Welcome to Gang of Four Week, in celebration of our forthcoming 33 1/3 title on Gang of Four’s Entertainment! by Kevin J. H. Dettmar. Here, Dettmar discusses overcoming his fears in writing his 33 1/3.
The biggest hurdle—well, the biggest hurdle was getting my proposal for a 33 1/3 past the gatekeepers! I teach at a “selective college,” but I think even the odds of getting into Harvard are better than getting the green light from our friends at Bloomsbury. I’m still feeling surprised and lucky that I made it.
Having cleared that initial hurdle, though, another one loomed: the interviews. While not a requirement, certainly many of the books in the series I most admire include new interview material with the artist or band. In my case, the band members were dispersed across three cities in two countries, but I did what I could to contact them, and after a while, I managed to get in touch with them all. And each agreed to sit down with me for an interview.
That’s when the real panic started. In my “day job,” I’m a scholar of modernist literature: I write about art made by dead folks. James Joyce, whose writing was the focus of my first book, died almost two decades before I was born. And that suits me fine: I love the work of cultural analysis, but I like writing about writers who can’t talk back. Who can’t say, as Marshall McLuhan memorably said to the pontificating college professor in Annie Hall, “you know nothing of my work.”
But interviewing the Gang of Four? Asking them questions, venturing theories, risking opinions? The prospect terrified me. In part because, though the whole argument wasn’t yet clear in my head, I knew that mine would be a rather personal interpretation of the album, one I could hardly expect the band members to corroborate or sanction. In part, because I’d read so many interviews with them—and so often, they’d cut their interviewers cold. Would I prove to be the idiot that they wouldn’t suffer gladly?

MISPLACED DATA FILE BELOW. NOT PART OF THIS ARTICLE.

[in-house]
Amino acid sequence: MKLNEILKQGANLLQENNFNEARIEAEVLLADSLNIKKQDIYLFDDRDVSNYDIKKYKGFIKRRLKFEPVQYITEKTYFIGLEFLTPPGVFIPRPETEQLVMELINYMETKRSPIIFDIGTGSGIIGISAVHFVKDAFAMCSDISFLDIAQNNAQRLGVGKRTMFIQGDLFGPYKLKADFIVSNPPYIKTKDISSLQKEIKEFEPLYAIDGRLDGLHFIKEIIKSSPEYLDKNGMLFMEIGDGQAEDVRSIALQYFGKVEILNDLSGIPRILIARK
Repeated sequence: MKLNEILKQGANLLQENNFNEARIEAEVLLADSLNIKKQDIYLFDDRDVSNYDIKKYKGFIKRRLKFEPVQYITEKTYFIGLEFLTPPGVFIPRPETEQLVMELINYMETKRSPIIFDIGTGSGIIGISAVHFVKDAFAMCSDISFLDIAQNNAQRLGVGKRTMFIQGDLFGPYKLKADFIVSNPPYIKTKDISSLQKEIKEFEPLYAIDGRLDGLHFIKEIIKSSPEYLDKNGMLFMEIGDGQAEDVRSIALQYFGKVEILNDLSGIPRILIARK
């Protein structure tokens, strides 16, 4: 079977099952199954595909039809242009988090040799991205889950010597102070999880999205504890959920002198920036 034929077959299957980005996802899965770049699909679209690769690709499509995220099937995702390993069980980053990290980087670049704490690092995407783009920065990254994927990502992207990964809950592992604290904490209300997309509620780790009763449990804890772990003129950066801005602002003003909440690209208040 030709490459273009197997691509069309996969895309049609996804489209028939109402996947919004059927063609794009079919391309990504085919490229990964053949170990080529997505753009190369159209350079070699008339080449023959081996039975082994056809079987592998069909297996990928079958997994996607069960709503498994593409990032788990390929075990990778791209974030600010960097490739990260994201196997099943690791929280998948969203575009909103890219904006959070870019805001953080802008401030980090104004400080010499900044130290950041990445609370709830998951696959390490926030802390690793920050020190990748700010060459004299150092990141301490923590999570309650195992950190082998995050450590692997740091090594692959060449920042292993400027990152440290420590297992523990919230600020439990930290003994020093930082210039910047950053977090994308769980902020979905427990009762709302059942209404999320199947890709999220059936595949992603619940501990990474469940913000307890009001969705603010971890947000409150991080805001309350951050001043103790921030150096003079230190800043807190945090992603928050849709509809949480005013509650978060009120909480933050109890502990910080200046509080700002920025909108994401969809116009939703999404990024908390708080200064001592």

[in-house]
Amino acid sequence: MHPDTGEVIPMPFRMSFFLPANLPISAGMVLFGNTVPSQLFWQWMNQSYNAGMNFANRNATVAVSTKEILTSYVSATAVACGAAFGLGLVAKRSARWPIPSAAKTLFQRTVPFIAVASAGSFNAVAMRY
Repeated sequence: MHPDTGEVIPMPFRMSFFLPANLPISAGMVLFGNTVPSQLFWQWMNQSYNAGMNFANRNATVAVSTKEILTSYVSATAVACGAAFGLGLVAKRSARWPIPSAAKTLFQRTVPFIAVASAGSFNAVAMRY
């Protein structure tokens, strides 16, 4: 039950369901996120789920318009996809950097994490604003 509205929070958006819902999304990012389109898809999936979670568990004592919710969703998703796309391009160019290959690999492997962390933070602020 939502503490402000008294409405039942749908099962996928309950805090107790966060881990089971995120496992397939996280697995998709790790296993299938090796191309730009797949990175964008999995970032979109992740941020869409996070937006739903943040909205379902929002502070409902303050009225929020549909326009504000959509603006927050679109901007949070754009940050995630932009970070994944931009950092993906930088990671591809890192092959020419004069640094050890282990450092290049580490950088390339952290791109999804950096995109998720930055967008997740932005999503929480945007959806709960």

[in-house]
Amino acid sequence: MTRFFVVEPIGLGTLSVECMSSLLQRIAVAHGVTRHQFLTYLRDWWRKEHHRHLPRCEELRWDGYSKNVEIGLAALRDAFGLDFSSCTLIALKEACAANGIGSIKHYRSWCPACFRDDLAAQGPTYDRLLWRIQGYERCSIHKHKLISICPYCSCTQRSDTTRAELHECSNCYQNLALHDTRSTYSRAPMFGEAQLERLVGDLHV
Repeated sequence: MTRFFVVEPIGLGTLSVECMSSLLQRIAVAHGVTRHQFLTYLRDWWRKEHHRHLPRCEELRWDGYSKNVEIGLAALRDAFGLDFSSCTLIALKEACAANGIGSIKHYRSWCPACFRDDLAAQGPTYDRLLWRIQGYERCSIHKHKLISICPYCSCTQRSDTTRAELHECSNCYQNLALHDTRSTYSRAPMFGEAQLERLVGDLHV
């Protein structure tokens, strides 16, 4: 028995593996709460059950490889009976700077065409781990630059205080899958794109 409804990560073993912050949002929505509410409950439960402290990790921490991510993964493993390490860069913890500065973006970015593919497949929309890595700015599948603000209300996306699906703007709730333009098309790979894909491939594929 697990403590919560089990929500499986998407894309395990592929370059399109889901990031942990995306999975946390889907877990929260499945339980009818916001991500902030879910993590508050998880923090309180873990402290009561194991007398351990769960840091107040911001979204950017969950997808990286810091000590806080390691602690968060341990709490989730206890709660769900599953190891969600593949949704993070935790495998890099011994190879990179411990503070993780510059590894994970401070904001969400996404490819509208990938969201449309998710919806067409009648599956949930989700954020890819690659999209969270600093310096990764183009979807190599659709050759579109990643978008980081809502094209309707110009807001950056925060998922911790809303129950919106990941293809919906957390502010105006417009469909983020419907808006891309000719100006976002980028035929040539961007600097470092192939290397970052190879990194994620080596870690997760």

There was only one way to find out. The annual meeting of the Modern Language Association in January 2013 was held in Boston; I arranged to meet Hugo Burnham, the band’s drummer, for coffee and a chat at the Sheraton on the Sunday of the conference. I arrived early and milled about the lobby, nervously; as guys walked in the front doors I scrutinized each to see whether he might be Hugo. A half-dozen times, I nearly left in a panic: if I stood him up—well, it would be a shitty thing to do, since he was coming into the city center from the suburbs on a cold Sunday morning. But he’d get over it, I figured: all I had to do, I’d imagined, would be to ignore his angry emails.
But I screwed my courage to the sticking place, and after a number of “false positives,” recognized Hugo when he walked in the lobby—as he did me. (Nothing says English professor like a goatee and horn-rimmed glasses, I guess.) We got that coffee, and talked for an hour … and the time flew by. I never did put my foot in my mouth—or if I did, Hugo was too polite to point it out. We talked about the album, and the Gang of Four show I saw, and about the music scene at that time—and since; we talked about our subsequent lives, our families, our work—the sort of stuff middle-aged men everywhere talk about.
It wasn’t a brilliant interview, probably: certainly I asked no hard-hitting or shit-stirring sorts of questions. (The band had the misfortune of one pretty awful band bio interested more in the intra-band feuds than in the music they made; I wanted to steer as far clear of that as possible.) But it went well, and was comfortable, enjoyable even. It made the subsequent interviews, in Portland, Oregon, and London, much easier: by the end, I was even getting good at it. In the end Hugo, Dave (bass), Jon (lead singer), and Andy (guitar) were just as eager to get their story out there as I was. It’s a story that’s as compelling today as it was when the album dropped, 35 years ago.
Gang of Four’s Entertainment! is available for pre-order from Amazon and Bloomsbury.com, and will be available everywhere 33 1/3s are sold on April 24.